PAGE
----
Styptic Pencil

Available in most pharmacies and many grocery stores and are small enough for travel purposes. However, these sticks are reasonably fragile and can break in transit (and disintegrate in water), but there are less fragile alternatives: Clubman’s “Nik Relief” is a liquid dab-on styptic which leaves no residue and “My Nik is Sealed” is another liquid styptic but this is a roll-on version, dries clear and costs $5 from Royal Shave. If you are seeking to go ultra light, in terms of weight, try the matchbook style “Thawas” pack of 20 styptic matches costing $4 from Royal Shave. 


Most people have their special fragrance, so pack this. There are small unisex perfume atomizers available, which permit you to decant your choice of scent into for travel purposes. If you have a spray (e.g. eau de toilette) to decant use the Travelo brand (available in many colors including black & silver). If you have a “pour” type scent (e.g. aftershave), we suggest using the niceEshop brand. Alternatively, you may wish to consider omitting your aftershave completely in favor of a scented balm (see Moisturizer below).

Moustache/Beard Kit

If you have facial hair then consider including a suitable specialized grooming kit. This is really an Every Day Carry item: to be used after every meal, upon waking in the morning, going to a meeting, going out in the evening etc. There are readymade kits available and we like: eBarbershop’s Deluxe Moustache/Beard Grooming kit (plus this kit is also available with moustache wax for an extra $5) with nearly everything you’d need; for simple elegance you might wish to try the Concord 4-piece Beard & Moustache Kit for $35; or for an ultimate quality kit try the Dovo Moustache and Beard Grooming Kit from Royal Shave for a corresponding expensive $100!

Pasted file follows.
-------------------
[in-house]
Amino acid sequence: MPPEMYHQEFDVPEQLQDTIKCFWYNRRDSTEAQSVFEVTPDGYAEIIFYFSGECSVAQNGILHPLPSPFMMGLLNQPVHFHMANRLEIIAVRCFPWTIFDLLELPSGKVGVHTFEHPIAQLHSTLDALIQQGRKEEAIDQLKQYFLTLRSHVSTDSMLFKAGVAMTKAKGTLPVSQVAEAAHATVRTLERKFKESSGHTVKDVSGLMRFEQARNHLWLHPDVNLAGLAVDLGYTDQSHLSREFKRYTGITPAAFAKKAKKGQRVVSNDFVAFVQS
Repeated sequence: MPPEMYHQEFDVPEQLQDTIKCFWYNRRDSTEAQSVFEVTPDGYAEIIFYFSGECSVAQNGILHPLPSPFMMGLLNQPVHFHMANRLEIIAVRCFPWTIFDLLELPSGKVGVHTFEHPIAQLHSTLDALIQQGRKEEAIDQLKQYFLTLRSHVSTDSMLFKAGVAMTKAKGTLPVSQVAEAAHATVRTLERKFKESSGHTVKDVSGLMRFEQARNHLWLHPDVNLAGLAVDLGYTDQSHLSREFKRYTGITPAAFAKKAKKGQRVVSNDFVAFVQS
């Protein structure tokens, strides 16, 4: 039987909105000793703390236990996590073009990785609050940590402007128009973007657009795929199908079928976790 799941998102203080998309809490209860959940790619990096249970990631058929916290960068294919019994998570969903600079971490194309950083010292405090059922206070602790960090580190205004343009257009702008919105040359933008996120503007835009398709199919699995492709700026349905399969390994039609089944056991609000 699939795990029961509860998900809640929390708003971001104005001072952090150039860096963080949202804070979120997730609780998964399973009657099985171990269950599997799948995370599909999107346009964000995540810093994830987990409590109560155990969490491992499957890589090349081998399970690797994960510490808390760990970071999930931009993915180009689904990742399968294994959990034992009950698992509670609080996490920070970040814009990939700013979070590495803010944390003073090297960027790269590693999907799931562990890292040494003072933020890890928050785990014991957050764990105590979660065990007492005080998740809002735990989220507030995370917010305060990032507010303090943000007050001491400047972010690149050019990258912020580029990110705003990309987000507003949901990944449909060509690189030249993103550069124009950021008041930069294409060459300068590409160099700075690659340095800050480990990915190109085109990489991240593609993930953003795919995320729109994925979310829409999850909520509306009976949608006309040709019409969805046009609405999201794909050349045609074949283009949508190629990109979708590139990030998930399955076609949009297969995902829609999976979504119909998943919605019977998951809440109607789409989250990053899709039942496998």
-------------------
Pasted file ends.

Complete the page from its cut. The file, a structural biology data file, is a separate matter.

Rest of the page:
Nasal Hair Trimmer

Always important (especially the older you get, as the hair leaves your head and starts sprouting everywhere else), but only really required when travelling for more than a few days. The battery powered Panasonic ER-GN30-K Vortex Wet/Dry Nose Hair Trimmer is a popular choice, although on the large side for travel. However, rather than use one that requires batteries, and be subject to it not working, we highly recommend the robust The Groom Mate Platinum XL. It is hand operated, requires no batteries, has a life time warranty, is made of non-rust stainless steel and is so light and compact, the price tag is more than worth it.


You’ll probably have your own favourite so pack this, but you may prefer to use a scented balm, which could discount the need for carrying an Aftershave/cologne - it is always recommended to use one with a sunscreen included. As an alternative, you could simply use a sunscreen as your moisturizer instead - especially useful if travelling to sunny climates. We particularly like the Coppertone oil free sunscreen range of lotion.